# How Many Lines of Symmetry Does a Rhombus Have?

A rhombus is a four-sided figure in which all sides are equal in length. It is also known as a diamond, since it looks like a stretched-out version of the diamond shape. Rhombuses are interesting shapes to study because they have several unique properties. One of the properties of rhombuses that we will focus on in this article is their line(s) of symmetry.

A line of symmetry is a line that divides a shape into two exact mirror images. In other words, if you were to fold the shape along this line, both halves would match up perfectly. Some shapes have multiple lines of symmetry, while others may have only one or none at all. So, how many lines of symmetry does a rhombus have?

To answer this question, we first need to understand what makes a line of symmetry. For a line to be a line of symmetry for a rhombus, it must meet two criteria. First, the line must pass through the midpoint of two opposite sides of the rhombus. Second, the line must bisect the angles formed by those sides.

Let’s take a look at an example to better understand these criteria. Imagine you have a rhombus with sides of length 6 units. Draw a line from the midpoint of the left side to the midpoint of the right side, and extend it out until it intersects the top and bottom sides of the rhombus. This line meets the first criteria, since it passes through the midpoint of opposite sides.

Now, let’s check if this line meets the second criteria by measuring the angles it forms. To do this, draw perpendicular lines from the endpoints of the line we just drew to the opposite sides of the rhombus. These lines create four smaller triangles within the rhombus. Since our rhombus has four equal sides, we know that each of these triangles is congruent. Therefore, their angles are also congruent.

We can calculate the angles of these triangles by using the Pythagorean theorem to find the length of their height (which is half the length of a side of the rhombus) and the length of their base (which is the distance between the midpoints of opposite sides).

Using our example of a rhombus with sides of length 6 units, we know that the height of each triangle is:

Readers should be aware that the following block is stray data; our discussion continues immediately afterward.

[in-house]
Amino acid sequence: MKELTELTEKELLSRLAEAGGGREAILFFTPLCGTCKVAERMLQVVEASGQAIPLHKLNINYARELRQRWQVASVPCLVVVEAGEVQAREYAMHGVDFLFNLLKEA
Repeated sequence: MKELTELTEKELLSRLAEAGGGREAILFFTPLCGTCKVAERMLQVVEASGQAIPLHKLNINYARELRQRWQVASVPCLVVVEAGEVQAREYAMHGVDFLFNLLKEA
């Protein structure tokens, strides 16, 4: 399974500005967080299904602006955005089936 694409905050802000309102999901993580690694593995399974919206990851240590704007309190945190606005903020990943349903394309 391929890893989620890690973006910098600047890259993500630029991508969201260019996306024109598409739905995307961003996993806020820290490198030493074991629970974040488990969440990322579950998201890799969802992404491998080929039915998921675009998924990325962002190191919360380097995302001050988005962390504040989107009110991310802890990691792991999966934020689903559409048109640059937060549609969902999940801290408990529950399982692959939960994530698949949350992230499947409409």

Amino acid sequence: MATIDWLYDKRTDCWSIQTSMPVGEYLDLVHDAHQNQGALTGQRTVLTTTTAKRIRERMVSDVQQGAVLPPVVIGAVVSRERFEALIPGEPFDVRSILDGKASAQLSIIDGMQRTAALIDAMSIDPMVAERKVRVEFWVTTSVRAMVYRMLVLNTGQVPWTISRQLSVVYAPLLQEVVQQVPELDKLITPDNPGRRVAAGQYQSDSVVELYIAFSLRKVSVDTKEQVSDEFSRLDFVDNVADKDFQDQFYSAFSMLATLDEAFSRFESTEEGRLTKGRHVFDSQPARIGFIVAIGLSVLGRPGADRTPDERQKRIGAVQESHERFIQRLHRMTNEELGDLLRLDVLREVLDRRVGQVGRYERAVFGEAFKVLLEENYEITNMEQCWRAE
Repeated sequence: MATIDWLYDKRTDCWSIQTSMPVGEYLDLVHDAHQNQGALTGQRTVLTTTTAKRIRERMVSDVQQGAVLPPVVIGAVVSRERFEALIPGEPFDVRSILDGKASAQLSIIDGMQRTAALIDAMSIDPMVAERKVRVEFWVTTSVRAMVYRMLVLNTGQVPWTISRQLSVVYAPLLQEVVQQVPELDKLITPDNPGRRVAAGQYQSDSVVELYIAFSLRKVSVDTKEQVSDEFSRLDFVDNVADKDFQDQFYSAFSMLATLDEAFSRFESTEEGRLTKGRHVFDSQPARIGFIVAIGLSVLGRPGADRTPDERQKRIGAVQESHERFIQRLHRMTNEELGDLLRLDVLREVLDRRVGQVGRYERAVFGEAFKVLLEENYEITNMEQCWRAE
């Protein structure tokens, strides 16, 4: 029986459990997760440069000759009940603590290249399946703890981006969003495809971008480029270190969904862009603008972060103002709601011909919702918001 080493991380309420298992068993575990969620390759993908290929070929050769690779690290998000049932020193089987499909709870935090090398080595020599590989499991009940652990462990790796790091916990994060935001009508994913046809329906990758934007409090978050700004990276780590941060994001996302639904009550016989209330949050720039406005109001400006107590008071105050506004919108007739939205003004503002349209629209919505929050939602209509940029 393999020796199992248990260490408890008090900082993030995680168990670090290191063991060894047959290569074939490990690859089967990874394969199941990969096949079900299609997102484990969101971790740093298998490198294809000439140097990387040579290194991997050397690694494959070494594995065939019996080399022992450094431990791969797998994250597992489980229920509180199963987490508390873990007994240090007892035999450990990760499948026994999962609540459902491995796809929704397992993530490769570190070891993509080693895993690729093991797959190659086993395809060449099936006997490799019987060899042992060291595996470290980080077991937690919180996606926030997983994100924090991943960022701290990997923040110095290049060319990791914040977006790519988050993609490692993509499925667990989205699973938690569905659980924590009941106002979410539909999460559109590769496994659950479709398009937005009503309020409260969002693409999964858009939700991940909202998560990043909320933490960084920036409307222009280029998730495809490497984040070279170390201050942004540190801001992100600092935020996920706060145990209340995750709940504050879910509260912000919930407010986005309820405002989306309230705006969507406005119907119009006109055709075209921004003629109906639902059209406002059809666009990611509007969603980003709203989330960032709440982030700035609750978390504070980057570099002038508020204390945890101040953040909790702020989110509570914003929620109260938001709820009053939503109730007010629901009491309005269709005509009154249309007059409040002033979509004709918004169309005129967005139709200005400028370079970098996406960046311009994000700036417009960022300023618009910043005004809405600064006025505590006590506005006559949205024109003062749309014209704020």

$$\sqrt{6^2 – 3^2} = \sqrt{27}$$

And the distance between the midpoints of opposite sides (which is also the length of the line we drew) is:

$$\sqrt{(6/2)^2 + (6/2)^2} = \sqrt{18}$$

Using trigonometry, we can find the angle formed by each triangle:

$$\tan^{-1}(\frac{\sqrt{27}}{\sqrt{18}}) \approx 56.31^\circ$$

Therefore, the angle formed by the line we drew is twice this amount, or approximately 112.62 degrees.

Now, let’s look at the other two angles formed by this line. We know that all four angles of a rhombus are congruent, so each of the two remaining angles must be (180 – 112.62)/2 = 33.69 degrees.

So, does the line we drew bisect these angles? Yes, it does! By measuring them, we see that each is made up of two 33.69 degree angles, which sum to 67.38 degrees. Since the angle formed by the line we drew is 112.62 degrees, and 112.62 + 67.38 = 180 degrees, we know that this line passes through the midpoint of the top and bottom sides and bisects the angles formed by those sides.

Therefore, this line is a line of symmetry for our rhombus. And since we can draw three more lines that meet the same criteria (one for each pair of opposite sides), we know that a rhombus has four lines of symmetry.

To summarize, a line of symmetry for a rhombus must pass through the midpoint of opposite sides and bisect the angles formed by those sides. By drawing lines that meet these criteria, we can see that a rhombus has four lines of symmetry. This property is unique to rhombuses and is just one of the many interesting characteristics of this fascinating shape.